Ryan’s career and passion for science are driven by his desire to explore the unknown and ascribe molecular mechanisms to proteins. His most influential discovery, thus far, is that melanoma antigen (MAGE) proteins function as substrate-specificity factors in a novel family of multi-subunit ubiquitin ligases, called MAGE–RING ligases (MRLs). MAGE proteins have been examined as cancer biomarkers and targets for immunotherapy due to their specific expression and antigenic properties. However, their biochemical, cellular, and physiological functions had remained unknown. The discovery of the functions of MAGEs in ubiquitination opened a new area of research in ubiquitin biology and gave definition to this enigmatic protein family. Since this landmark discovery, Ryan’s laboratory has defined specific targets and functions of several MRLs, which has illuminated regulatory nodes with important implications. The group described the first ubiquitin ligase, MAGE-L2–TRIM27 MRL, which controls spatiotemporal actin assembly through non-degradative ubiquitination of the WASH actin-nucleating protein. Additionally, Ryan’s group discovered that the MAGE-A3/6–TRIM28 MRL ubiquitinates and degrades AMPK, a master regulator of cellular energetics. Ryan’s research has also substantially contributed to knowledge of human diseases. The group has shown that MAGEs are oncogenic drivers and have discovered a novel neurodevelopmental disorder caused by deletion of the MAGE-L2–associated USP7 deubiquitinating enzyme. In all, Ryan’s work has defined molecular functions of an enigmatic protein family, initiated a new field of study (i.e., MAGE proteins in ubiquitin biology), and highlighted the importance of MAGEs in disease.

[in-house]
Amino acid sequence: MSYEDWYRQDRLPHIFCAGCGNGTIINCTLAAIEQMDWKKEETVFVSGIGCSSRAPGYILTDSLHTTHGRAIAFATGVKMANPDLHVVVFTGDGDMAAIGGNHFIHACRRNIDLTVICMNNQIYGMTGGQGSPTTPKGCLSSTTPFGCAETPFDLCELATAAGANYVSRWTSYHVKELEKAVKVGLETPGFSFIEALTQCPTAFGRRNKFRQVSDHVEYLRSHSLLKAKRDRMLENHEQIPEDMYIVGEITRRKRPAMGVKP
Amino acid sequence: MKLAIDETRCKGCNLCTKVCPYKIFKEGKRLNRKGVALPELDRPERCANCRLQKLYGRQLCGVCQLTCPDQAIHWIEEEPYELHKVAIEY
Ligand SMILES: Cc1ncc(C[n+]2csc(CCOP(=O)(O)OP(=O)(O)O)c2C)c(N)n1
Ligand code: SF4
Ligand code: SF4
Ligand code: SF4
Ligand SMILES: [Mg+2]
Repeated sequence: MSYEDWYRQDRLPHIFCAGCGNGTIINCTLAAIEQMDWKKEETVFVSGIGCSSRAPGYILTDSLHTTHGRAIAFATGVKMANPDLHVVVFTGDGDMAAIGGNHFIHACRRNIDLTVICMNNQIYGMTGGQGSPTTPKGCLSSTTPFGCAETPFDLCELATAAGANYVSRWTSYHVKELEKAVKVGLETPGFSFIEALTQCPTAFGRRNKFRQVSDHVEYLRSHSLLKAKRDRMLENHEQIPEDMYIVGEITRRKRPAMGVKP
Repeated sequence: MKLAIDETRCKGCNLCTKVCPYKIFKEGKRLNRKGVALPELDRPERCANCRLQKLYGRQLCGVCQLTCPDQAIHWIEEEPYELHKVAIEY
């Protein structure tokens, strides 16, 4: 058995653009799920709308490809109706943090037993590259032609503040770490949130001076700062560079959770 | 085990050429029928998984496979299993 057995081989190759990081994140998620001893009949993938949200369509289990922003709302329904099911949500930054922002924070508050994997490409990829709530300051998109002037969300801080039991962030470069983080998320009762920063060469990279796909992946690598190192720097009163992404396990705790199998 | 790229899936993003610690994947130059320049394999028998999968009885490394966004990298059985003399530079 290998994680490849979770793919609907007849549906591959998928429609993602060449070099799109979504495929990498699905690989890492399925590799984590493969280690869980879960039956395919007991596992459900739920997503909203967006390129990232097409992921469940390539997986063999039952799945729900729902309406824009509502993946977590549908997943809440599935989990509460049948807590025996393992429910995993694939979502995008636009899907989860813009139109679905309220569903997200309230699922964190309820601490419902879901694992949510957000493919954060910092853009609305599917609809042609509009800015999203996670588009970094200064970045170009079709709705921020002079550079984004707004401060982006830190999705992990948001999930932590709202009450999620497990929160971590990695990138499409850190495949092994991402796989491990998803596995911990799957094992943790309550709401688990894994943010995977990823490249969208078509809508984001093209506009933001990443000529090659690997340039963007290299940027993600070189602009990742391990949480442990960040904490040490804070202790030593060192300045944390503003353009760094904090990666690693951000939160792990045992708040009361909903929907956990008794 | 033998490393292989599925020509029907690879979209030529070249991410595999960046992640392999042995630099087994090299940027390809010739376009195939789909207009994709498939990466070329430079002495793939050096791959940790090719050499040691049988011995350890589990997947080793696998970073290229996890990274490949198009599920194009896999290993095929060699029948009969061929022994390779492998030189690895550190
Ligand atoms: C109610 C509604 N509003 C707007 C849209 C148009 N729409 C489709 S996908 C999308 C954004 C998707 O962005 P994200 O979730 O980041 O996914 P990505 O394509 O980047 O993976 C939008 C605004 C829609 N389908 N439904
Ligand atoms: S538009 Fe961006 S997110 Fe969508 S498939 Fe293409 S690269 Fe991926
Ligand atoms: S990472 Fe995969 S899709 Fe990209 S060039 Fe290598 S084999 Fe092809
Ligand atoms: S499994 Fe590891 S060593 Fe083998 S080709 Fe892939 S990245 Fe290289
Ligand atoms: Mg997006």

Featured Publications

Pineda, C.T., Ramanathan, S., Fon Tacer, K., Weon, J.L., Potts, M.B., Ou, Y.H., White, M.A., Potts, P.R.  (2015) Degradation of AMPK by a Cancer-Specific Ubiquitin Ligase.  Cell.  160, 715-28. 

Hao, Y.H., Doyle, J.M., Ramanathan, S., Gomez, T.S., Jia, D., Xu, M., Chen, Z.J., Billadeau, D.D., Rosen, M.K., Potts, P.R.  (2013).  Regulation of Actin Polymerization and Retrograde Transport by Ubiquitination.  Cell.  152, 1051-1064. 

Weon, J.L., Yang, S.W., and Potts, P.R. (2018) Cytosolic iron-sulfur assembly is evolutionarily tuned by a cancer-amplified ubiquitin ligase. Mol. Cell. 69,113-25.

Lee, A.K., Klein, J., Fon Tacer, K., Lord, T., Oatley, M.J., Oatley, J.M., Porter, S.N., Pruett-Miller, S.M., Tikhonova, E.B., Karamyshev, A.L., Yang, P., Kim, H.J., Taylor, J.P., and Potts, P.R. (2020) Enhanced stress tolerance in germline stem cells through reduction of G3BP and suppression of stress granules. Mol. Cell. S1097-2765(20)30466-4.

Yang, S.W., Connelly, J.P., Porter, S.N., Kodali, K., Gan, H., Park, J.M., Fon Tacer, K., Tillman, H., Peng, J., Pruett-Miller, S.M., Li, W., and Potts, P.R. (2020) A Cancer-Specific Ubiquitin Ligase Drives mRNA Alternative Polyadenylation by Ubiquitinating the mRNA 3’-end Processing Complex. Mol. Cell. 77(6):1206-1221.e7.


Ph.D., Cell and Molecular Biology, UT Southwestern Medical Center
B.S., Biology, University of North Carolina- Chapel Hill